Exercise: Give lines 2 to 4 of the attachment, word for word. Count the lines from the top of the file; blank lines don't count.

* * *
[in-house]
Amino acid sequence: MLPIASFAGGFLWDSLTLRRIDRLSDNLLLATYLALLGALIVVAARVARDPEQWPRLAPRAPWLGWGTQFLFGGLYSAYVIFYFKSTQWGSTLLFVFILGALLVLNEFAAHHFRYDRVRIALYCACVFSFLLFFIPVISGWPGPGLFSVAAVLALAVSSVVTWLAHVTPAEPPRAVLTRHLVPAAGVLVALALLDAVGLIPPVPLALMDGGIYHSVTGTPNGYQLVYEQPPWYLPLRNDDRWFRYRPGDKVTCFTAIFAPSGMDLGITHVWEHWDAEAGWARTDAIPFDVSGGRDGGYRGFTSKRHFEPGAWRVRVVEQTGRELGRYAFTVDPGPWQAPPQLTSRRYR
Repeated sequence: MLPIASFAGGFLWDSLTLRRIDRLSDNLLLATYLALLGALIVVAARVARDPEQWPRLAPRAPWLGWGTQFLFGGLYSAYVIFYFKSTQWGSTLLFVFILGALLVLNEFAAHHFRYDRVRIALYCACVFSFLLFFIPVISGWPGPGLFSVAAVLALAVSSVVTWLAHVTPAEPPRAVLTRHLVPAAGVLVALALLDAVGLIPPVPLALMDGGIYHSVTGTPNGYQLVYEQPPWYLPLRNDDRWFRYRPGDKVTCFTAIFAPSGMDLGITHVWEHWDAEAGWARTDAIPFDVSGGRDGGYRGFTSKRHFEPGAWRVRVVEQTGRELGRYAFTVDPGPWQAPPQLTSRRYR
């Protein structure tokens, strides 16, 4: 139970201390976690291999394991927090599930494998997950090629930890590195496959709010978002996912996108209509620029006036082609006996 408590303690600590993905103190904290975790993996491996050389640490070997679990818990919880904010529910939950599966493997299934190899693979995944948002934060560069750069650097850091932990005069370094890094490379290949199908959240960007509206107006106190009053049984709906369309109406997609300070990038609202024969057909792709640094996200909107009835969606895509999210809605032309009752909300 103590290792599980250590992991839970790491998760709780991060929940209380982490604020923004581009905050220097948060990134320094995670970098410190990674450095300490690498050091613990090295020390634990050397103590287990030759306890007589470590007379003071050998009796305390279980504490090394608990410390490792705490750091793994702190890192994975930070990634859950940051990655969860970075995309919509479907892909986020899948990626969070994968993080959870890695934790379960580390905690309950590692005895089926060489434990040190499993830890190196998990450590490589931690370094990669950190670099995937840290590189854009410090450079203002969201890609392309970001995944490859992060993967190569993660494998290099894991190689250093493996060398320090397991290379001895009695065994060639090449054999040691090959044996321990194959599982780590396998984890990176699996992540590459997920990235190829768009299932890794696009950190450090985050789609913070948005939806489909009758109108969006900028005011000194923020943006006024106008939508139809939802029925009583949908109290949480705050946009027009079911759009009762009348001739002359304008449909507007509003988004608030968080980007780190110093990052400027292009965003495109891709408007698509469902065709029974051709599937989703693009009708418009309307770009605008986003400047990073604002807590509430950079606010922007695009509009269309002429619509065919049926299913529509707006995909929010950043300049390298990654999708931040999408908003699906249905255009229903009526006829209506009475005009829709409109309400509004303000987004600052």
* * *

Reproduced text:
Amino acid sequence: MLPIASFAGGFLWDSLTLRRIDRLSDNLLLATYLALLGALIVVAARVARDPEQWPRLAPRAPWLGWGTQFLFGGLYSAYVIFYFKSTQWGSTLLFVFILGALLVLNEFAAHHFRYDRVRIALYCACVFSFLLFFIPVISGWPGPGLFSVAAVLALAVSSVVTWLAHVTPAEPPRAVLTRHLVPAAGVLVALALLDAVGLIPPVPLALMDGGIYHSVTGTPNGYQLVYEQPPWYLPLRNDDRWFRYRPGDKVTCFTAIFAPSGMDLGITHVWEHWDAEAGWARTDAIPFDVSGGRDGGYRGFTSKRHFEPGAWRVRVVEQTGRELGRYAFTVDPGPWQAPPQLTSRRYR
Repeated sequence: MLPIASFAGGFLWDSLTLRRIDRLSDNLLLATYLALLGALIVVAARVARDPEQWPRLAPRAPWLGWGTQFLFGGLYSAYVIFYFKSTQWGSTLLFVFILGALLVLNEFAAHHFRYDRVRIALYCACVFSFLLFFIPVISGWPGPGLFSVAAVLALAVSSVVTWLAHVTPAEPPRAVLTRHLVPAAGVLVALALLDAVGLIPPVPLALMDGGIYHSVTGTPNGYQLVYEQPPWYLPLRNDDRWFRYRPGDKVTCFTAIFAPSGMDLGITHVWEHWDAEAGWARTDAIPFDVSGGRDGGYRGFTSKRHFEPGAWRVRVVEQTGRELGRYAFTVDPGPWQAPPQLTSRRYR
């Protein structure tokens, strides 16, 4: 139970201390976690291999394991927090599930494998997950090629930890590195496959709010978002996912996108209509620029006036082609006996 408590303690600590993905103190904290975790993996491996050389640490070997679990818990919880904010529910939950599966493997299934190899693979995944948002934060560069750069650097850091932990005069370094890094490379290949199908959240960007509206107006106190009053049984709906369309109406997609300070990038609202024969057909792709640094996200909107009835969606895509999210809605032309009752909300 103590290792599980250590992991839970790491998760709780991060929940209380982490604020923004581009905050220097948060990134320094995670970098410190990674450095300490690498050091613990090295020390634990050397103590287990030759306890007589470590007379003071050998009796305390279980504490090394608990410390490792705490750091793994702190890192994975930070990634859950940051990655969860970075995309919509479907892909986020899948990626969070994968993080959870890695934790379960580390905690309950590692005895089926060489434990040190499993830890190196998990450590490589931690370094990669950190670099995937840290590189854009410090450079203002969201890609392309970001995944490859992060993967190569993660494998290099894991190689250093493996060398320090397991290379001895009695065994060639090449054999040691090959044996321990194959599982780590396998984890990176699996992540590459997920990235190829768009299932890794696009950190450090985050789609913070948005939806489909009758109108969006900028005011000194923020943006006024106008939508139809939802029925009583949908109290949480705050946009027009079911759009009762009348001739002359304008449909507007509003988004608030968080980007780190110093990052400027292009965003495109891709408007698509469902065709029974051709599937989703693009009708418009309307770009605008986003400047990073604002807590509430950079606010922007695009509009269309002429619509065919049926299913529509707006995909929010950043300049390298990654999708931040999408908003699906249905255009229903009526006829209506009475005009829709409109309400509004303000987004600052």